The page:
Every poetry reading I’ve attended, and they have been blessedly few, has proven either dull, or infuriating, or both. There’s the shocker, the poet who fancies himself a species of rock star, spewing smut and political inanities to the delight of poetry-groupies. There’s the sensitive plant, oozing the sap of suffering, also to the delight of poetry-groupies. And the droner, sounding remarkably like Robert Benchley delivering “The Treasurer’s Report.” All “perform” in the most unseemly sense. All are vulgar affronts to the audience – and the poetry, if it’s any good. All get in the way of the poems they purport to convey to listeners – the messenger usurping the message. In his essay “The Audible Reading of Poetry” (The Function of Criticism: Problems and Exercises, 1957) Yvor Winters writes:
“A poem should, on the contrary, be conceived as having a movement of its own, an autonomous movement, which should be rendered as purely and as impersonally as possible. The reader has no more right to revise the rhythms in the interest of what he considers an effective presentation than he has a right to revise any other aspect of the language. The poem, once set in motion, should appear to move of its own momentum.”
Before Wednesday, I had never heard Winters’ voice. Based on my reading of his poems and prose, I imagined it stately, sonorous and deep, as I imagine Milton’s to have sounded, but purely American, and I was not disappointed. Helen Pinkerton sent me Yvor Winters Reading Poetry, the CD she and Wesley Trimpi produced for the Yvor Winters Centenary Symposium at Stanford University in November 2000.
In recordings made in 1953 and 1958, Winters reads thirty-one of his own poems, including most of his best – “The Slow Pacific Swell,” “On a View of Pasadena from the Hills,” “Sir Gawain and the Green Knight,” “A Summer Commentary,” “Time and the Garden,” “At the San Francisco Airport,” and his masterpiece, “To the Holy Spirit.” Also on the CD are recordings of Winters reading Fulke Greville’s Sonnet XCIX (“Down in the depths of my iniquity”), Ben Jonson’s “To Heaven,” Lord Herbert of Cherbury’s “Elegy Over a Tomb,” George Herbert’s “Church Monuments,” Henry Vaughan’s “To His Books,” and seven poems by J.V. Cunningham.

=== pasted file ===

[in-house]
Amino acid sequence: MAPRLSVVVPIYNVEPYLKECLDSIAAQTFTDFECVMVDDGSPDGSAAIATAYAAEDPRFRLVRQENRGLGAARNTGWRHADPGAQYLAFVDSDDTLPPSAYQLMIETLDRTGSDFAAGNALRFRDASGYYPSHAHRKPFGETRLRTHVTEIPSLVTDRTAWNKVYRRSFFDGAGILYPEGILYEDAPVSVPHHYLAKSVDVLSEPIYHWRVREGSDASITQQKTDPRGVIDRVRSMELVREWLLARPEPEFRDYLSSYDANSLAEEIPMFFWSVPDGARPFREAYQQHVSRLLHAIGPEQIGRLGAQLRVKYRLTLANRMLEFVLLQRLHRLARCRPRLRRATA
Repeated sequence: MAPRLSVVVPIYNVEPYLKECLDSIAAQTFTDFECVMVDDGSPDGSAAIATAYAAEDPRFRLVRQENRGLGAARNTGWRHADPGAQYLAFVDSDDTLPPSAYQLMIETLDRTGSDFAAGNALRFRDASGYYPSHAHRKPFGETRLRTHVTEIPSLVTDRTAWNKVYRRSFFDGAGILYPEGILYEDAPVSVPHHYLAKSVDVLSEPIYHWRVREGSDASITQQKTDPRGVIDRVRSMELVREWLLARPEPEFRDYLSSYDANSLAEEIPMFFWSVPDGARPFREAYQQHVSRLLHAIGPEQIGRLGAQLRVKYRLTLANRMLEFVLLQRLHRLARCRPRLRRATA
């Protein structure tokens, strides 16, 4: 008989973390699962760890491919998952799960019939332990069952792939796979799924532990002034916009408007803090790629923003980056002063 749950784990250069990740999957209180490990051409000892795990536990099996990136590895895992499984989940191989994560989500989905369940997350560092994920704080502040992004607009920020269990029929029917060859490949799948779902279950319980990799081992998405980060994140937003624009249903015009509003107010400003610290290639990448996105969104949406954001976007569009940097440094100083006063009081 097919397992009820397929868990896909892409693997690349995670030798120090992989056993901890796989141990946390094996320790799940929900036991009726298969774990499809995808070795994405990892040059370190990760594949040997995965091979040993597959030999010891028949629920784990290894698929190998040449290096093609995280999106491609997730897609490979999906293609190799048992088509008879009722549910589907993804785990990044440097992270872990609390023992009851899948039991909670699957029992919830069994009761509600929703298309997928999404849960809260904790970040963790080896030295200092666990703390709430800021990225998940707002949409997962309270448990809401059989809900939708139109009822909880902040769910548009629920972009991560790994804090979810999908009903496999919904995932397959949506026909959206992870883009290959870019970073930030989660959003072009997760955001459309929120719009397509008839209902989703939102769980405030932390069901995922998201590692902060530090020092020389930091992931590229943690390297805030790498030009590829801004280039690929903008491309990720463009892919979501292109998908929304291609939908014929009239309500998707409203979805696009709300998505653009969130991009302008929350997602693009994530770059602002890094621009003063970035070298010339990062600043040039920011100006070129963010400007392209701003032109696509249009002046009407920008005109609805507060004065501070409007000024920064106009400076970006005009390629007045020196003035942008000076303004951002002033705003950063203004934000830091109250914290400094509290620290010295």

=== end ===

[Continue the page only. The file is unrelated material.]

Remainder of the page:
The playlist will sound familiar to anyone who knows the “Winters Canon.” Pinkerton was a student of both Winters and Cunningham at Stanford in the nineteen-forties, and she once said to me: “Neither could open his mouth without saying something interesting about literature.” This extends to Winters’ manner of reading poetry, an applied lesson in metrics and rhythm. He maintains a consistently strong mid-tempo pace. Words are neither rushed nor labored. The enunciation is flawless, without sounding clinical or fake. No cheap effects, over-emoting, pandering to listeners. To use a much-scorned word, Winters sounds virile, like a husband, father and thinker. And very American, a voice worthy of the poems it carries. Pinkerton writes in her liner-notes:
“As if in a musical performance, he riveted attention on the poem itself in its full, living reality – its audible being.”
Thanks yet again, Helen.